Some of the foreign trust entities were created without the necessary parties being present in Belize. At petitioner's office in Alaska, blank, undated trust documents were available for use which were presigned by Belizean citizens and officials. When he created his business trust organizations, petitioner utilized a seal, made in Alaska, which appeared to be an official Belize Government seal. An employee of MADCO, under the direction of petitioner and Mr. Bumpus, would execute and seal the documents in Alaska and then mail them to a post office box in Belize where, by prearrangement, a citizen of Belize would remail the package to give the appearance it was mailed from Belize instead of the United States.

Upon the formation of the business trust organizations in 1976, Mr. Bumpus transferred the tax package materials to WWMTC, while petitioner transferred the same materials to ITBC. Thus, the tax package materials formed part of the corpus of one entity controlled by Mr. Bumpus, and one entity controlled by petitioner.

Dahlstrom's program was premised on a "circular transaction" whereby, simply stated, a taxpayer would pay a sum to a number two company, which he controlled as trustee of its trustee, for an ostensibly deductible business expense, such as consulting. The number two company would then pay the same amount to the number three company, also controlled by the taxpayer, as a dividend or certificate of distribution which would not be a taxable event. The number three company would then loan the sum to any third party, take back a promissory note, and then "gift" the note to the taxpayer, an action treated as a nontaxable gift of an intangible from a nonresident alien. The taxpayer then would call the note due and the third party borrower would pay off the loan to the taxpayer, completing the circle. In this manner, the taxpayer "created" a tax deduction in any amount desired without ever losing control of the funds involved. Petitioner and Mr. Bumpus established bank accounts for these entities in Alaska, and petitioner and/or Mr. Bumpus had signature control over these accounts.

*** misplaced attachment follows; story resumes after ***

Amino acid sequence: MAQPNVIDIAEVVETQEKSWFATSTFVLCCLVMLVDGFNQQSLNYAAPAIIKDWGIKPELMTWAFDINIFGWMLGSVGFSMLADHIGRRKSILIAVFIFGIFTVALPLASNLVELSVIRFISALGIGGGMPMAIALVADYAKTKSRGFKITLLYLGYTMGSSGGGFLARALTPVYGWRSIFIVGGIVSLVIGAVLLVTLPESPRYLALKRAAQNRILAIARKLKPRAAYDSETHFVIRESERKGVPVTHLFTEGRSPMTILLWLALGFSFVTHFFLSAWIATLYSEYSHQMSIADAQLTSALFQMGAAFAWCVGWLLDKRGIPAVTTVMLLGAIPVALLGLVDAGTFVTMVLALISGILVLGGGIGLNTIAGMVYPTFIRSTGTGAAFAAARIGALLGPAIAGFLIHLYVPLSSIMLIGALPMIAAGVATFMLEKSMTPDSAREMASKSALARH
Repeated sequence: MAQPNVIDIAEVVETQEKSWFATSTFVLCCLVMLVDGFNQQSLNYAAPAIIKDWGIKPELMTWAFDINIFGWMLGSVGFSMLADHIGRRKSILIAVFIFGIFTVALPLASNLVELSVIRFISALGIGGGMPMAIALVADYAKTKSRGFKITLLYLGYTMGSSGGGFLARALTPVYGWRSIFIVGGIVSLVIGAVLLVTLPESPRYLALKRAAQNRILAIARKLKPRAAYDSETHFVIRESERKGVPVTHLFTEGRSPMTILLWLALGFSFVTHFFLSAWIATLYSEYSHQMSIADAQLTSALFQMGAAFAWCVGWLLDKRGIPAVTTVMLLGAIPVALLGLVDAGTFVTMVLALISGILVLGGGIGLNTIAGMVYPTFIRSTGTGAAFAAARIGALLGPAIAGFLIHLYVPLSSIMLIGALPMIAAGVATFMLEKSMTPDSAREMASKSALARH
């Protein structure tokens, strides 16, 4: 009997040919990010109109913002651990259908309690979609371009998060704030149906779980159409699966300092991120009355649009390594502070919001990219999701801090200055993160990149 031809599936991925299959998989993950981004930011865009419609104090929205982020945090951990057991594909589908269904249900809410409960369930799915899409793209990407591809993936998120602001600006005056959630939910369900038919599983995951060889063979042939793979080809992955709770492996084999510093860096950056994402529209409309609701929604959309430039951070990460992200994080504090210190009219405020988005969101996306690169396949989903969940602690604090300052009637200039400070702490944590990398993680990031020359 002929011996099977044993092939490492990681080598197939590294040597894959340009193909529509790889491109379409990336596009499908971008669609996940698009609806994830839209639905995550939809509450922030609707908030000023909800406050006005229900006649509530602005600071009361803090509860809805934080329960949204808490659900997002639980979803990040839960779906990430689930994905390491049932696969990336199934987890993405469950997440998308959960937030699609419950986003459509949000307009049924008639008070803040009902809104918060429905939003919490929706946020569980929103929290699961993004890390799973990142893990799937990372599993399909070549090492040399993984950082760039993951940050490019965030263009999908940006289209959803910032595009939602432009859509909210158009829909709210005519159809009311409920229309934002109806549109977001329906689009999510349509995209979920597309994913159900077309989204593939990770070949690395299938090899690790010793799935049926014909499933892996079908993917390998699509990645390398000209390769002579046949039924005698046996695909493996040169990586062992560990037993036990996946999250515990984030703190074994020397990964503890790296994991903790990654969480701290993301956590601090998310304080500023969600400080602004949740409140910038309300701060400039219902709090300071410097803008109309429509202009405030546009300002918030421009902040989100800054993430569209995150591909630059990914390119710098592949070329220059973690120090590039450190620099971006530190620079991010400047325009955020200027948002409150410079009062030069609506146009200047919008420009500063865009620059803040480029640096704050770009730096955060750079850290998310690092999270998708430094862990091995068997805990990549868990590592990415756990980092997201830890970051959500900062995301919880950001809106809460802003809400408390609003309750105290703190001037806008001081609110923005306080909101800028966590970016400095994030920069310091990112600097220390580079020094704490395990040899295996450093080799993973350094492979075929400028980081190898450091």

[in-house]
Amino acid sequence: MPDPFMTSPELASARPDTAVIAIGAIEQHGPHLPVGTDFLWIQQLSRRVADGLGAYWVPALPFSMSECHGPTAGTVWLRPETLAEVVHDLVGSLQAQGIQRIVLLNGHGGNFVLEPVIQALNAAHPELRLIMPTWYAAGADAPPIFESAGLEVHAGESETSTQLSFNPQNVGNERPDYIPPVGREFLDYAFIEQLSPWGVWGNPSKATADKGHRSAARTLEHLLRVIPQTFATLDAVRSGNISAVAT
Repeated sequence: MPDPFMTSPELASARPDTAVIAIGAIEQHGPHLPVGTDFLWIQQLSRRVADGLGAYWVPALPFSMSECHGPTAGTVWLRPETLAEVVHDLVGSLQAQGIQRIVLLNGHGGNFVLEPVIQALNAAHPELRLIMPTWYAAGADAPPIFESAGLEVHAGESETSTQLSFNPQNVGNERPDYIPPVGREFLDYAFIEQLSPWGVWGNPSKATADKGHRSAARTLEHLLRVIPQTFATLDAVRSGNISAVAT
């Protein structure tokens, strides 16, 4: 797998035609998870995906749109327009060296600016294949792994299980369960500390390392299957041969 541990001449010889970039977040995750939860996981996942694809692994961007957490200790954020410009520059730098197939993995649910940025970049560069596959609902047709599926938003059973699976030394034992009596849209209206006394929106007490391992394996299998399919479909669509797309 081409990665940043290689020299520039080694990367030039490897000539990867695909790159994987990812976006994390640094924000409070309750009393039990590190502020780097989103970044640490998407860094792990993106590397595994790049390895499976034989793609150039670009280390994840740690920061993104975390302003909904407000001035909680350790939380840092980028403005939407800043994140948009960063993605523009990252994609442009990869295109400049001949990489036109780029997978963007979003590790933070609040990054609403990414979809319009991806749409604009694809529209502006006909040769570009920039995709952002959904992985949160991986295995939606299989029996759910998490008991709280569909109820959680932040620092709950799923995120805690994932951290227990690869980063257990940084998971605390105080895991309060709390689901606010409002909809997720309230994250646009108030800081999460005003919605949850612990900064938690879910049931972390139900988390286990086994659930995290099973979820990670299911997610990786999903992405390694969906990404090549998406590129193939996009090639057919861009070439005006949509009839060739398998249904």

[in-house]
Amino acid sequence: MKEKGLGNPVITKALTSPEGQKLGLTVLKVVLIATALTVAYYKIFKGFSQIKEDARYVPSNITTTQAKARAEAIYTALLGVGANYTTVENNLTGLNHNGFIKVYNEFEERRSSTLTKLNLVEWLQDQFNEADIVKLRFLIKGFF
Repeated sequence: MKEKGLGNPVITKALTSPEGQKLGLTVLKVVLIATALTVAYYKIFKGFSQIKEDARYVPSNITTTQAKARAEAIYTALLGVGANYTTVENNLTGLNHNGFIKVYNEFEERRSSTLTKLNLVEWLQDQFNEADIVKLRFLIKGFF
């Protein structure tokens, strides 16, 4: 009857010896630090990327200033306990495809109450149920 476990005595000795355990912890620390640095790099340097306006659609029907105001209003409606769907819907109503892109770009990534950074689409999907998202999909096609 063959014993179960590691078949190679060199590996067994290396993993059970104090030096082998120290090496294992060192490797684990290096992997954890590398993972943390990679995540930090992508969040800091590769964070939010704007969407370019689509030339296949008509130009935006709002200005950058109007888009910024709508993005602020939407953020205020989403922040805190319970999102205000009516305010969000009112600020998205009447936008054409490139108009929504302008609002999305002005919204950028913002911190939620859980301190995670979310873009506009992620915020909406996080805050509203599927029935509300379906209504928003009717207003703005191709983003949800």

Throughout the years at issue, many circular transactions took place. Each circular transaction created tax deductions while leaving the actual economic positions of the parties involved unchanged. Some of the circular transactions were completed under the guise of the sale of a tax package while others utilized terms like "consulting services" and "professional services." Petitioner admitted that, in reality, very few, if any, consulting or professional services were actually performed. Further, petitioner admits that the foreign business trust organizations and the circular transactions they engaged in had no business substance or other economic basis other than the generation of tax deductions.

The following documents were created in connection with the above described circular transactions: checks for the loan and purchase; Promissory Note; Declaration of Contract; and receipt for purchase.

Having established these organizations, petitioner and Mr. Bumpus returned to Alaska and began to implement their plans to disseminate the tax package materials to their other partners and partnerships through their newly created foreign organizations. Additionally, the tax package materials were made available to certain individuals who were not partners in any of the various partnerships in which petitioner and Mr. Bumpus were partners.

The transactions by which the tax packages were made available to the various partners, partnerships, and third parties were cast in the form of sales. The prices paid for the tax package by each purchaser varied as follows: